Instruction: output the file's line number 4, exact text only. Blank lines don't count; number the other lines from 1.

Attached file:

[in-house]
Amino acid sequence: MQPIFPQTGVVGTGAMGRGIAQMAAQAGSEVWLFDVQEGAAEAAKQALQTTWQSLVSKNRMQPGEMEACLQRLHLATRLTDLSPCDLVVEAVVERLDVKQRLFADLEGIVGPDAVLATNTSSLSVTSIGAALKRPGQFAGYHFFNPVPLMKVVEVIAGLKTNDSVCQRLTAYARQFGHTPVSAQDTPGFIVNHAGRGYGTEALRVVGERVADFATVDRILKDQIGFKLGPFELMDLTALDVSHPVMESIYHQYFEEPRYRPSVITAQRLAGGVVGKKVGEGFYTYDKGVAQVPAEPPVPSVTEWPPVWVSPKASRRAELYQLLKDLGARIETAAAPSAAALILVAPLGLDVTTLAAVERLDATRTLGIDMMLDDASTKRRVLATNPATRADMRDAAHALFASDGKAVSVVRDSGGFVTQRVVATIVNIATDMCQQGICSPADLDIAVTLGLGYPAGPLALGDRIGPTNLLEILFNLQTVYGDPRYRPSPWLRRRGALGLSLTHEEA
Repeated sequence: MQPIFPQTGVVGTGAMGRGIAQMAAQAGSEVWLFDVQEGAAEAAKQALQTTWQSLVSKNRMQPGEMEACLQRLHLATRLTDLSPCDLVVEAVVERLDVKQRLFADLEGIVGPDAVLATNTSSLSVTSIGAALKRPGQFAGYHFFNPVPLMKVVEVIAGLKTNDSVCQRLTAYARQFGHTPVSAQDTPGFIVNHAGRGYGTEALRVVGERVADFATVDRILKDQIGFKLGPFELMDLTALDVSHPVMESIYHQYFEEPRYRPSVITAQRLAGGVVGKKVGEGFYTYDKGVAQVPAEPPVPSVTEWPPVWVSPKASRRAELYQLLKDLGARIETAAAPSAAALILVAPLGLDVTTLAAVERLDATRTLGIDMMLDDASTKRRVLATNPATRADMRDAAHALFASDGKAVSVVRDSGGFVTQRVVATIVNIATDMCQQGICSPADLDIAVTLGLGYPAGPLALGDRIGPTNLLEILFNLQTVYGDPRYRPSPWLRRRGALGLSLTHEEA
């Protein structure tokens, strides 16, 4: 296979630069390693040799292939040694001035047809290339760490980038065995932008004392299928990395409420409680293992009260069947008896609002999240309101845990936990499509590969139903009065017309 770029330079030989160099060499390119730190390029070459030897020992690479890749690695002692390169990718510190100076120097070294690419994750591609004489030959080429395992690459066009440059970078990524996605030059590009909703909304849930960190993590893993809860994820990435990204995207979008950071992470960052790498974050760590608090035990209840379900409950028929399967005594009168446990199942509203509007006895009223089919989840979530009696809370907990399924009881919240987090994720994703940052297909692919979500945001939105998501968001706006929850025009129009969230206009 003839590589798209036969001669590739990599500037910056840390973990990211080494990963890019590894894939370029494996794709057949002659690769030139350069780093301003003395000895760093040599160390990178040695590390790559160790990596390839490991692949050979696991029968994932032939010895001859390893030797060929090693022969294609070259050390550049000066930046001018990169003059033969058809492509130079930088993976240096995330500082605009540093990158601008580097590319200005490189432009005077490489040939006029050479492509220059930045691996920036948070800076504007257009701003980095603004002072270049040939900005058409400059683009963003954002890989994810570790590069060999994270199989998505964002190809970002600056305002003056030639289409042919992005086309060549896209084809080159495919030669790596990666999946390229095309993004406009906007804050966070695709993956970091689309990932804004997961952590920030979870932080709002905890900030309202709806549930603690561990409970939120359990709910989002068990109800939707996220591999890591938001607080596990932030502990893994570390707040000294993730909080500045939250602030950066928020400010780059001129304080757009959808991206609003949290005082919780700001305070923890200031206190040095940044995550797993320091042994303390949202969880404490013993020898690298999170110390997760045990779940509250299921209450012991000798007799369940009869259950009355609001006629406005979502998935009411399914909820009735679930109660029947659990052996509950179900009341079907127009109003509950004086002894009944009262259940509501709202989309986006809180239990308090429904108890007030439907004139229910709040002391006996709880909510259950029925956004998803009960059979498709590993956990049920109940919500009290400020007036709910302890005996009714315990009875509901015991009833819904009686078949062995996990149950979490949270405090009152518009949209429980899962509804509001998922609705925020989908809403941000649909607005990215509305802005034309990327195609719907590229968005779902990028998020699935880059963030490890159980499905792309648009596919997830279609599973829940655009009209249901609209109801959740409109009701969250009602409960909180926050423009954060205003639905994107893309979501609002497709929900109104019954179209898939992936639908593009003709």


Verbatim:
């Protein structure tokens, strides 16, 4: 296979630069390693040799292939040694001035047809290339760490980038065995932008004392299928990395409420409680293992009260069947008896609002999240309101845990936990499509590969139903009065017309 770029330079030989160099060499390119730190390029070459030897020992690479890749690695002692390169990718510190100076120097070294690419994750591609004489030959080429395992690459066009440059970078990524996605030059590009909703909304849930960190993590893993809860994820990435990204995207979008950071992470960052790498974050760590608090035990209840379900409950028929399967005594009168446990199942509203509007006895009223089919989840979530009696809370907990399924009881919240987090994720994703940052297909692919979500945001939105998501968001706006929850025009129009969230206009 003839590589798209036969001669590739990599500037910056840390973990990211080494990963890019590894894939370029494996794709057949002659690769030139350069780093301003003395000895760093040599160390990178040695590390790559160790990596390839490991692949050979696991029968994932032939010895001859390893030797060929090693022969294609070259050390550049000066930046001018990169003059033969058809492509130079930088993976240096995330500082605009540093990158601008580097590319200005490189432009005077490489040939006029050479492509220059930045691996920036948070800076504007257009701003980095603004002072270049040939900005058409400059683009963003954002890989994810570790590069060999994270199989998505964002190809970002600056305002003056030639289409042919992005086309060549896209084809080159495919030669790596990666999946390229095309993004406009906007804050966070695709993956970091689309990932804004997961952590920030979870932080709002905890900030309202709806549930603690561990409970939120359990709910989002068990109800939707996220591999890591938001607080596990932030502990893994570390707040000294993730909080500045939250602030950066928020400010780059001129304080757009959808991206609003949290005082919780700001305070923890200031206190040095940044995550797993320091042994303390949202969880404490013993020898690298999170110390997760045990779940509250299921209450012991000798007799369940009869259950009355609001006629406005979502998935009411399914909820009735679930109660029947659990052996509950179900009341079907127009109003509950004086002894009944009262259940509501709202989309986006809180239990308090429904108890007030439907004139229910709040002391006996709880909510259950029925956004998803009960059979498709590993956990049920109940919500009290400020007036709910302890005996009714315990009875509901015991009833819904009686078949062995996990149950979490949270405090009152518009949209429980899962509804509001998922609705925020989908809403941000649909607005990215509305802005034309990327195609719907590229968005779902990028998020699935880059963030490890159980499905792309648009596919997830279609599973829940655009009209249901609209109801959740409109009701969250009602409960909180926050423009954060205003639905994107893309979501609002497709929900109104019954179209898939992936639908593009003709």